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Toon Out

Know the difference between the animation festival you saw 10 years ago and the program screening all this week at the World Animation Celebration? This year's show will cost you more money. Animation continues to roll along as steadily as ever, yet much remains the same. The few exceptions - such as technical advances in computer animation and ever-more-stunning product from Japan - can't make up for an otherwise static state of affairs.

But it's really not so bad. The single most significant development of the past decade, computer animation, continues to bear fruit as the motherlode of possibility, and it's in particularly fine form when integrated with live action. The main drawback, however, is computer animation's inherent absence of any sense of real life within its digital world. Chuck Jones' One Froggy Evening, more than 40 years old and just 11 minutes long, contains more recognizable humanity than all 80 minutes of Disney's digital showpiece, Toy Story. Animators Matt Stone and Trey Parker have taken this conundrum and run with it - all the way to South Park. Their hit series on Comedy Central is computer animation's first real triumph.

Despite - perhaps because of - its minimalist sloppy design, the show pushes the limits where animation needs it most: storytelling. In just a handful of episodes so far, the South Park kids have seen a dog experiment with homosexuality, taught a starving African child how to eat like an American, watched a pay-per-view battle between Jesus and Satan, and, in a new episode this week, they'll fight the "ultimate evil" with help from guest stars Leonard Maltin and The Cure's Robert Smith. And you thought Ann-Margrock was cool.

But something is amiss when the best animation is already on TV instead of on the festival circuit. Saturday Night Live's "Ambiguously Gay Duo" (a pair of crimefighters in tights who may or may not be) kicks the ass of half of what's screening at this year's second annual Celebration. Kirsten Winter's Smash, for instance, is an inexplicable, overlong symphony in oils; Joanna Priestley's cutout animation Utopia Parkway, touted as "an experimental tour de force," consists of rhythmic images of things like mouths morphing into things like fruit and back into things like mouths.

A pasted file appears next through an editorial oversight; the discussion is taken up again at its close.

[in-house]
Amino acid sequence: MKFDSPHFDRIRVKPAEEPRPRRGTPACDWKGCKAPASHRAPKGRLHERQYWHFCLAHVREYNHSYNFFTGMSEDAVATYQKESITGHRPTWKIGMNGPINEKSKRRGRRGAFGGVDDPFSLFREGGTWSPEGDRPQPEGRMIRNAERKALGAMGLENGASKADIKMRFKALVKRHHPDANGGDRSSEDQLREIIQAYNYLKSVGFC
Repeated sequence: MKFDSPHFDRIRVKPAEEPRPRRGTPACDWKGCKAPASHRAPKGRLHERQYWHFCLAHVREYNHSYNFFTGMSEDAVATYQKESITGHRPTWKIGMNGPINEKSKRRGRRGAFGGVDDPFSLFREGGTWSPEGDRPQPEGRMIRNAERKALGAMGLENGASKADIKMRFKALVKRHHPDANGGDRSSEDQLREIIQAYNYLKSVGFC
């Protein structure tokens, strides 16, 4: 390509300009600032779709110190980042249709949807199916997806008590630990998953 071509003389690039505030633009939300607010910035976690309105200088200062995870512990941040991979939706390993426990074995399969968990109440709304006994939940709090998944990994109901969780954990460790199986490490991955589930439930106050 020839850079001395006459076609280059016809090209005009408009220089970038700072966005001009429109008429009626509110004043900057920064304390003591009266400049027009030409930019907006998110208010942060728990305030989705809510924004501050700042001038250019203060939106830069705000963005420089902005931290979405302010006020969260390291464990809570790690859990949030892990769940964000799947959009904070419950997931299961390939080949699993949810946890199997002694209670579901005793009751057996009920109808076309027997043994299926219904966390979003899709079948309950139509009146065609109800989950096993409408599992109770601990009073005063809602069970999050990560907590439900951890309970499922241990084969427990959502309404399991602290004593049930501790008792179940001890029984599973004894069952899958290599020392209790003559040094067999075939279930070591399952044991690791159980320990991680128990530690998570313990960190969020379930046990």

In the midst of what is mostly unremarkable, sometimes impenetrable and occasionally unbearable (at least in the subjects available for pre-screening), the World Animation Celebration does offer several noteworthy selections. Piet Kroon's T.R.A.N.S.I.T., painted with stark color and sharp line, undoes standard narrative form in its tale of murder in the transcontinental '20s. Steve Box puts a film-within-a-film spin on his brilliantly detailed clay-animation short Stagefright, set in the final days of vaudeville. Geri's Game, a fully digital short by Jan Pinkava, and an Academy Award nominee, furthers the dazzle of Pixar-brand computer animation. With his feature I Married a Strange Person and his latest collection of shorts, Sex & Violence, Bill Plympton, as always, makes you feel nice and queasy. And although this really should go without saying, nothing in the Japanese animation "festival within the festival" should be missed (U.S. premieres include Dirty Pair Flash and Ayane's High Kick, plus there's a tribute to Speed Racer).

The competition of shorts (more than 900 entries in 41 categories) is the central focus of the World Animation Celebration, and aspiring animators will find lots more of interest than can be mentioned here. There are conferences, colloquiums, summits and expos, seminars, tutorials, receptions and presentations. But, kids, come armed with some fresh ideas. Remember, Chuck Jones didn't need a computer mouse to create Michigan J. Frog, just a good story. And of course, if you've got a mouse, don't be afraid to use it. Japan shouldn't be the only nation to give its kiddies violent seizures.

The World Animation Celebration runs Monday-Saturday, February 16-21 at the Pasadena Center, 300 E. Green St. Call (818) 991-5275 for more information.

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